“For some four decades Bell has produced vividly hued, rapidly brushed landscapes, still lifes, and figure paintings, all painted from observation at her upstate sheep farm or in Iceland, her mother's native home. Bell's freeform application of paint combines lush strokes, thin washes, and partial scrapings-away of pigment….Mere picturesque description? Hardly-every color and shape has been weighed to convey how each object occupies its space, and its import for the whole image.”
Elizabeth Kresch, a Brooklyn born painter, grew up steeped in the rich lineages of poetry, art and jazz and started painting in the post punk music and art scene of the 1980s, New York. In an interview July 18, 2019, she was asked about her technique and replied, mine is a “Classic use of oil paint and turpentine. I don’t have a precise formula, I do what I need to, to get what I want on a canvas. So, I always draw first. Then I mix colors, sometimes right on the canvas. And I occasionally use a palette knife. Additionally, I scrub away with solvent now and then. I like a defined line and will often use heavy darks and lights.”4
Elizabeth Kresch sees herself as “equal parts observer, documentarian, dreamer and functional protector. She finds the shape, angle, color and conjures the subjects that populate the heady fascial flow of our worldwide creative pulse.” Elizabeth studied painting at the New York Studio School, Sarah-Lawrence College and Chautauqua Institute as well as Bennington College. She has one daughter.
This exhibition provides the viewer with the opportunity to compare and contrast the paintings of four individuals, each of whom was aware of and functioned in an art rich environment that influenced them in different ways over time. Albert Kresch and Leland Bell were colleagues and close friends, living and working in New York City, each absorbing - adapting or rejecting - in their own ways, the many different European and American influences of the post-World War II years. Their chance meeting led to a close, lifelong friendship, despite the early marriage of one and the later marriage of the other. The families, too, intermingled over the decades.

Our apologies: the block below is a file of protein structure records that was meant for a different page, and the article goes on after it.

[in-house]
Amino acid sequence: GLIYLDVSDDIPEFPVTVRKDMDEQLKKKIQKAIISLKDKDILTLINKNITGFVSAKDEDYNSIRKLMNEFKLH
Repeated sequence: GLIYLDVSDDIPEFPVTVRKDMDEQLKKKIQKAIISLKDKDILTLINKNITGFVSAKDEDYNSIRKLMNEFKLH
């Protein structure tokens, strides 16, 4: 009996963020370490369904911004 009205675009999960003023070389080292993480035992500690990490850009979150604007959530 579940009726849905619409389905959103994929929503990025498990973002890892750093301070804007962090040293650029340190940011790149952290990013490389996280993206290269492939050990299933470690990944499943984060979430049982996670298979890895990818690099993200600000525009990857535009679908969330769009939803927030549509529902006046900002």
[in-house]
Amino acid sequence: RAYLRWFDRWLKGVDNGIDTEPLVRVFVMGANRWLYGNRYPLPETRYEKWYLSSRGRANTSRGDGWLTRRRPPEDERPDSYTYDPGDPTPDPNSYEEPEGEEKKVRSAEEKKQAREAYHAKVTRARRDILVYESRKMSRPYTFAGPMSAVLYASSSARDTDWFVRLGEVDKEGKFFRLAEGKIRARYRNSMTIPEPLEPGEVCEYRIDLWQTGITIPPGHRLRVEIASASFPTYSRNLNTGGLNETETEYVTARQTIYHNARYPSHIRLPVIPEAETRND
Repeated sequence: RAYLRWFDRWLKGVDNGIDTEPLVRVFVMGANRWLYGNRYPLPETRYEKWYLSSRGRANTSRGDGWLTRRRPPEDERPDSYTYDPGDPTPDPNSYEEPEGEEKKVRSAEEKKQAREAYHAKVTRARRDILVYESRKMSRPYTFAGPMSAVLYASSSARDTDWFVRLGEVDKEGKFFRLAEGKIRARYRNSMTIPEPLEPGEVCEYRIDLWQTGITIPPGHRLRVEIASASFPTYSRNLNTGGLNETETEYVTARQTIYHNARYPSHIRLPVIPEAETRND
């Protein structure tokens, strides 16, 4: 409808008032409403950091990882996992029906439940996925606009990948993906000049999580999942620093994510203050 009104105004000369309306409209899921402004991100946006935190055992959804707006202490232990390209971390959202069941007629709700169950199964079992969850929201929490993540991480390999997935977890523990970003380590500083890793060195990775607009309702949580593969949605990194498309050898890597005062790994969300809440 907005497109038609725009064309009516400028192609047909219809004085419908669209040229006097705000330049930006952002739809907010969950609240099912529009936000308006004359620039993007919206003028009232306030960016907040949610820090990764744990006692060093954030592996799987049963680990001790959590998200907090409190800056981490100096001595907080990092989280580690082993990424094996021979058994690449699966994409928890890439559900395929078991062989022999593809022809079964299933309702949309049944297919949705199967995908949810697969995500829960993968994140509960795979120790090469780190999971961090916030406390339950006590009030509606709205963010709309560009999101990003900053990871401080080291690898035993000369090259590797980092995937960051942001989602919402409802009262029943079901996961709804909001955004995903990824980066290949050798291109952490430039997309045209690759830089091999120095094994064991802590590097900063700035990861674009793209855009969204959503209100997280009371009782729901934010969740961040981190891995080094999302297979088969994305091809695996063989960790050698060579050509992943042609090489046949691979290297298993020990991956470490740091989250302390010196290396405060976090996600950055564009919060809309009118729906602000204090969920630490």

Both daughters had the benefit of being exposed to the artistic movements and controversies that influenced their parents’ generation, along with those that raged in their decades of growth and maturation. Again, each of these next generation painters has been exposed to and accepted, rejected or adapted a myriad of movements, philosophies, styles and subject matters. Here, in “FATHERS and DAUGHTERS”, is a small sample of the results, stretching from the 1940s to the current year.
Please join us for the outdoor Opening Reception on Thursday, September 17, 4:00-6:30 PM. All COVID protocols will be respected.